I still say we're death metal, but you could say that it isn't very traditional anymore. We've never felt connected to bands that only go for brutality non-stop; it's not my cup of tea. Sweven is a big change when it comes to all of our aspects, but for us, there wasn't more to it than taking the next step, like we've always done. We were simply writing the music we felt was good, and didn't care about what was expected from us.
Are there any particular influences that you would say Sweven is indebted to?
No, not really. I've said in interviews earlier that we're probably less influenced now than ever. What I mean is that most of Sweven was written without any other music in mind. The influences that are present, because surely there are influences, are more likely to have come subconsciously. I listen to a lot of different stuff, ranging from the softest to the hardest; we all do. Somehow, all of that colours our music. You can try to pinpoint influences all you want, but you will never find that band that makes you go, "Oh, this is where they took their sound from!" There isn't such a band. This is the result when we stop caring about sticking to a certain formula or writing a specific kind of riff.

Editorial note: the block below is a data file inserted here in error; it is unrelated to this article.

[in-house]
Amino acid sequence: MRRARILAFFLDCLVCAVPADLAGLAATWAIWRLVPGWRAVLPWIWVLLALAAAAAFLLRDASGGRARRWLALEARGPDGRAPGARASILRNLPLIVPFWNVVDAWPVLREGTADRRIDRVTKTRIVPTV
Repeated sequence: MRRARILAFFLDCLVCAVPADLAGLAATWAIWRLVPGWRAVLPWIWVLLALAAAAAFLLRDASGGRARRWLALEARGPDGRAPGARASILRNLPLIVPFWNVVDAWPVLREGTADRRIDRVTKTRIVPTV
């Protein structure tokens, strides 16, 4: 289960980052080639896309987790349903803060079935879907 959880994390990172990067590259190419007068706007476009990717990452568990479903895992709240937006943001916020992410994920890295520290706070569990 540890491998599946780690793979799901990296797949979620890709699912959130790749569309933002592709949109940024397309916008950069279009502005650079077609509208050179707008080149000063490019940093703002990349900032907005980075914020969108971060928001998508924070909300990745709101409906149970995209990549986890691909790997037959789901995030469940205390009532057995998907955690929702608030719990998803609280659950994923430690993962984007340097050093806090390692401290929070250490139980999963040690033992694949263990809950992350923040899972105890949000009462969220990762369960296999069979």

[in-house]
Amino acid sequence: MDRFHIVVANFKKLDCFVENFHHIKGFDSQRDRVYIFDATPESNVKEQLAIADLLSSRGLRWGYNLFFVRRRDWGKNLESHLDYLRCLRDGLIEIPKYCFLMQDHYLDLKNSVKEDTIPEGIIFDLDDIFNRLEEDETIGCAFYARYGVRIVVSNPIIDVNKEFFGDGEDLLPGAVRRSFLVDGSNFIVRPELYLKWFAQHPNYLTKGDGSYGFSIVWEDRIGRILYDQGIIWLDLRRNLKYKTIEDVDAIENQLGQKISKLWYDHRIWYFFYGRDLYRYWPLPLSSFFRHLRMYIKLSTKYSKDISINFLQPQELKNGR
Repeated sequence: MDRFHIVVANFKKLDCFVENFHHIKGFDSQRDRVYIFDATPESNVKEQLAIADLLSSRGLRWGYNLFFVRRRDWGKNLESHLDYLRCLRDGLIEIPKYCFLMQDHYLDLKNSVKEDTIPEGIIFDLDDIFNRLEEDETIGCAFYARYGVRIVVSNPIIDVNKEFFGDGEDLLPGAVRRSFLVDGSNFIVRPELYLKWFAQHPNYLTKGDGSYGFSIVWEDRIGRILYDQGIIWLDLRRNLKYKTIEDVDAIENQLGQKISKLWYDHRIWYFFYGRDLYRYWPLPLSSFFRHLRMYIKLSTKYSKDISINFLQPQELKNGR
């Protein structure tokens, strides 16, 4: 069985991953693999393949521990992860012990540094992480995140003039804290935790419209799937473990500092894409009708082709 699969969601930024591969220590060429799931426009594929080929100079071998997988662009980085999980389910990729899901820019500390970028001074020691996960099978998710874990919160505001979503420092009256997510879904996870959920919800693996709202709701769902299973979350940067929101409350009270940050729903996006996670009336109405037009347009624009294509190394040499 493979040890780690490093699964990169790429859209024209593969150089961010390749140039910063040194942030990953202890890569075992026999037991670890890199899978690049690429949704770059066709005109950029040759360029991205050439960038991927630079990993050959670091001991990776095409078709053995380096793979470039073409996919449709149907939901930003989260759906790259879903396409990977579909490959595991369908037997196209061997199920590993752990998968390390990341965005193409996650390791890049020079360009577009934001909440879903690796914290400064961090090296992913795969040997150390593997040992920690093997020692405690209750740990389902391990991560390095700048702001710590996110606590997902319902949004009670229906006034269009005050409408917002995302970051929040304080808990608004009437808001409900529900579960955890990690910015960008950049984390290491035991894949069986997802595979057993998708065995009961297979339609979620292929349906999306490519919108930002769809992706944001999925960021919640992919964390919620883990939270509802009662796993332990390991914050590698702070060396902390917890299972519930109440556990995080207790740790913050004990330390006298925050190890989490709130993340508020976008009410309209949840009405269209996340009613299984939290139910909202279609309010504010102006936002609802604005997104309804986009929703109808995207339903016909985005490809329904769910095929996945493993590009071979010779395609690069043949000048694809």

Now that Sweven is about to be released, what is next for Morbus Chron?
We have a tour planned in March with Necrowretch. It's the first time we'll go on a tour, so that will be interesting. Then we have some extra shows here in Sweden. We're planning some other stuff right now as we speak, but I really can't say anything for sure. Time will tell!